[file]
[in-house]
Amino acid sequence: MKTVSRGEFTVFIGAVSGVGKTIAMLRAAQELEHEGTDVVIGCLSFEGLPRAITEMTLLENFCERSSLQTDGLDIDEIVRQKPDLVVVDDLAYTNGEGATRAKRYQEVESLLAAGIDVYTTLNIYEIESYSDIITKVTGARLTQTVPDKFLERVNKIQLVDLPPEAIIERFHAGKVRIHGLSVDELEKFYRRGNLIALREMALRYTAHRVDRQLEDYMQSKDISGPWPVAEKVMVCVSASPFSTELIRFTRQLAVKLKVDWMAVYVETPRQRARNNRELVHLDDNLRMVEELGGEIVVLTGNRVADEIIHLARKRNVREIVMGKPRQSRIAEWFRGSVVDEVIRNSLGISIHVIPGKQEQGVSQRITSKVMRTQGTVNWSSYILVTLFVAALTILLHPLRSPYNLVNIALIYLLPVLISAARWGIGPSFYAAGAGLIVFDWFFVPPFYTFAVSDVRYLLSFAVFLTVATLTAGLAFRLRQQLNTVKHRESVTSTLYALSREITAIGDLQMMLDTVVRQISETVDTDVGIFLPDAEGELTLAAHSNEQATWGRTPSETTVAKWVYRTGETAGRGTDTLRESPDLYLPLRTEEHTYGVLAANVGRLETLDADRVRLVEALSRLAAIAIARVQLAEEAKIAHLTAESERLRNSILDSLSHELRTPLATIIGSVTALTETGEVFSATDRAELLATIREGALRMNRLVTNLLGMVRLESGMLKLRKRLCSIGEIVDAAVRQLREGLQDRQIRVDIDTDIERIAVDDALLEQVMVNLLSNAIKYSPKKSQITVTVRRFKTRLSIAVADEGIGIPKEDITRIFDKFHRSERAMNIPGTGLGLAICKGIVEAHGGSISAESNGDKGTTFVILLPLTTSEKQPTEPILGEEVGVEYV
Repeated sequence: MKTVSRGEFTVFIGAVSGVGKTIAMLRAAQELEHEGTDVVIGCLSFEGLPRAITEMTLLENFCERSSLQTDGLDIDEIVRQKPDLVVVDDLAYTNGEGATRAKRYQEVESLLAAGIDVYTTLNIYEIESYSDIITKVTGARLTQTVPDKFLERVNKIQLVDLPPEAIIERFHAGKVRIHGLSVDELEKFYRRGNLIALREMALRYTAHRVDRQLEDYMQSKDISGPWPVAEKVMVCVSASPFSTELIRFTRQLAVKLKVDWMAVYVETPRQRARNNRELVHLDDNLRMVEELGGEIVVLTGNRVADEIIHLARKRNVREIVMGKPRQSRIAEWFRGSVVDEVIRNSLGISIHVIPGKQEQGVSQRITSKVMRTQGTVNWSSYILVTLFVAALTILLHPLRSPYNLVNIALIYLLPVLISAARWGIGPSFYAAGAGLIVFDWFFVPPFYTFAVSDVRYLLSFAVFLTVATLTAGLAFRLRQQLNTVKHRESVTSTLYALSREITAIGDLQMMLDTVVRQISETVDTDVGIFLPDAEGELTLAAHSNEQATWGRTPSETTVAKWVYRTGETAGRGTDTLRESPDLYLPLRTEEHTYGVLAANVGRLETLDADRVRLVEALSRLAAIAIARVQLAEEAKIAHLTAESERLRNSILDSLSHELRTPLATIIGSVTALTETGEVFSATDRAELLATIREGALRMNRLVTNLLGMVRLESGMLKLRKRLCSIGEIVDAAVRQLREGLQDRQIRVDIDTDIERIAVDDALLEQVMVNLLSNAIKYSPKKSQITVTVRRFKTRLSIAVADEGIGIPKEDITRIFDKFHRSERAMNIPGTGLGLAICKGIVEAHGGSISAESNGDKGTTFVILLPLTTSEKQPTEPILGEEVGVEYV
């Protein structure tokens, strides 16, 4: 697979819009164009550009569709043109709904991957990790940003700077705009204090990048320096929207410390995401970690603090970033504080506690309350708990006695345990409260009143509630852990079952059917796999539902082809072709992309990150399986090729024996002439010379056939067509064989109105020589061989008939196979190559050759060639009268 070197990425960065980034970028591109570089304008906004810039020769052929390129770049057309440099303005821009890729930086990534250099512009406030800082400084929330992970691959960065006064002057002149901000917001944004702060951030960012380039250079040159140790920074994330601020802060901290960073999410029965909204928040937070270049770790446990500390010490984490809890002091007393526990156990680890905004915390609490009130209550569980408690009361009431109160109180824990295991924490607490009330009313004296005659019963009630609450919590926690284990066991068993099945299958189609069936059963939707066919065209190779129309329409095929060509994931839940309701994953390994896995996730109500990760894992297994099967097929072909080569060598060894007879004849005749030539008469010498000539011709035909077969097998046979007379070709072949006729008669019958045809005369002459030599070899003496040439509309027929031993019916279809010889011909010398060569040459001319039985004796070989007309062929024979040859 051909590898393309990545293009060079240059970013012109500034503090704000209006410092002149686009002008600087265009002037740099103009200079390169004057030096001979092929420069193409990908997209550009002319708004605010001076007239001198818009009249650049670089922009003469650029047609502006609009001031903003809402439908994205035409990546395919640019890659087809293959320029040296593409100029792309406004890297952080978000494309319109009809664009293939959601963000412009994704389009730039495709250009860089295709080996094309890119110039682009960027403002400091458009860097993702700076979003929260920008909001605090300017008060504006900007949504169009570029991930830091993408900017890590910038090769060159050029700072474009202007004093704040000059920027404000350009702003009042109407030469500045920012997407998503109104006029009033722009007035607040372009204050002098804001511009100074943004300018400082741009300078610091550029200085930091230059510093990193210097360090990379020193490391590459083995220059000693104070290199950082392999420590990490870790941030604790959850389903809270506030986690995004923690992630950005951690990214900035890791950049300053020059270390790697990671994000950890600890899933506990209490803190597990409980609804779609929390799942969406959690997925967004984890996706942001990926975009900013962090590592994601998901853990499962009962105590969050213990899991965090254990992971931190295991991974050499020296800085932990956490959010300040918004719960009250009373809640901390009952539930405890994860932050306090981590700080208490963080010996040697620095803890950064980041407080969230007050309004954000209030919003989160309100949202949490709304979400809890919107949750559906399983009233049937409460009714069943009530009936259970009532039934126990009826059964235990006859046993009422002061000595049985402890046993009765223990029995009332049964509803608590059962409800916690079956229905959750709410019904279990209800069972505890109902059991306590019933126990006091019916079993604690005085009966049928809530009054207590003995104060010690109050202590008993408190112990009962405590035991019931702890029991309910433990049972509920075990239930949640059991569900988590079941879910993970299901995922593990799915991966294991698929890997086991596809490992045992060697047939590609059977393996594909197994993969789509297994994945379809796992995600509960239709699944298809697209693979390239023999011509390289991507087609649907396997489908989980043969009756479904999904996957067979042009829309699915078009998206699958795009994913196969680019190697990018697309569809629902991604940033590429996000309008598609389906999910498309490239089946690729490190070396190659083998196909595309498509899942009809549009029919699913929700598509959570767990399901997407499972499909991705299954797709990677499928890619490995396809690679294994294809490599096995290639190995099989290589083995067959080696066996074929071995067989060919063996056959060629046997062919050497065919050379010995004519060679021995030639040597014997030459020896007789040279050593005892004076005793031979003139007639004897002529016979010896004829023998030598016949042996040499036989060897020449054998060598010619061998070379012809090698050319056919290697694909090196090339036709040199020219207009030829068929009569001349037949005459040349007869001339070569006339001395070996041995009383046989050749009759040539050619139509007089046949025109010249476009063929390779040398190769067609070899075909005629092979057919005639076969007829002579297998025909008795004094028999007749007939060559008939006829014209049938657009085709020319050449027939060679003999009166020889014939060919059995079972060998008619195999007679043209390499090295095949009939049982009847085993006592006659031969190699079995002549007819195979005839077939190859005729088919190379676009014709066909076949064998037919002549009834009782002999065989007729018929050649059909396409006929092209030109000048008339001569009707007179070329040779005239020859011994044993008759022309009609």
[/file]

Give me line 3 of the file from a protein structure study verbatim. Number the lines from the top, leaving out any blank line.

Repeated sequence: MKTVSRGEFTVFIGAVSGVGKTIAMLRAAQELEHEGTDVVIGCLSFEGLPRAITEMTLLENFCERSSLQTDGLDIDEIVRQKPDLVVVDDLAYTNGEGATRAKRYQEVESLLAAGIDVYTTLNIYEIESYSDIITKVTGARLTQTVPDKFLERVNKIQLVDLPPEAIIERFHAGKVRIHGLSVDELEKFYRRGNLIALREMALRYTAHRVDRQLEDYMQSKDISGPWPVAEKVMVCVSASPFSTELIRFTRQLAVKLKVDWMAVYVETPRQRARNNRELVHLDDNLRMVEELGGEIVVLTGNRVADEIIHLARKRNVREIVMGKPRQSRIAEWFRGSVVDEVIRNSLGISIHVIPGKQEQGVSQRITSKVMRTQGTVNWSSYILVTLFVAALTILLHPLRSPYNLVNIALIYLLPVLISAARWGIGPSFYAAGAGLIVFDWFFVPPFYTFAVSDVRYLLSFAVFLTVATLTAGLAFRLRQQLNTVKHRESVTSTLYALSREITAIGDLQMMLDTVVRQISETVDTDVGIFLPDAEGELTLAAHSNEQATWGRTPSETTVAKWVYRTGETAGRGTDTLRESPDLYLPLRTEEHTYGVLAANVGRLETLDADRVRLVEALSRLAAIAIARVQLAEEAKIAHLTAESERLRNSILDSLSHELRTPLATIIGSVTALTETGEVFSATDRAELLATIREGALRMNRLVTNLLGMVRLESGMLKLRKRLCSIGEIVDAAVRQLREGLQDRQIRVDIDTDIERIAVDDALLEQVMVNLLSNAIKYSPKKSQITVTVRRFKTRLSIAVADEGIGIPKEDITRIFDKFHRSERAMNIPGTGLGLAICKGIVEAHGGSISAESNGDKGTTFVILLPLTTSEKQPTEPILGEEVGVEYV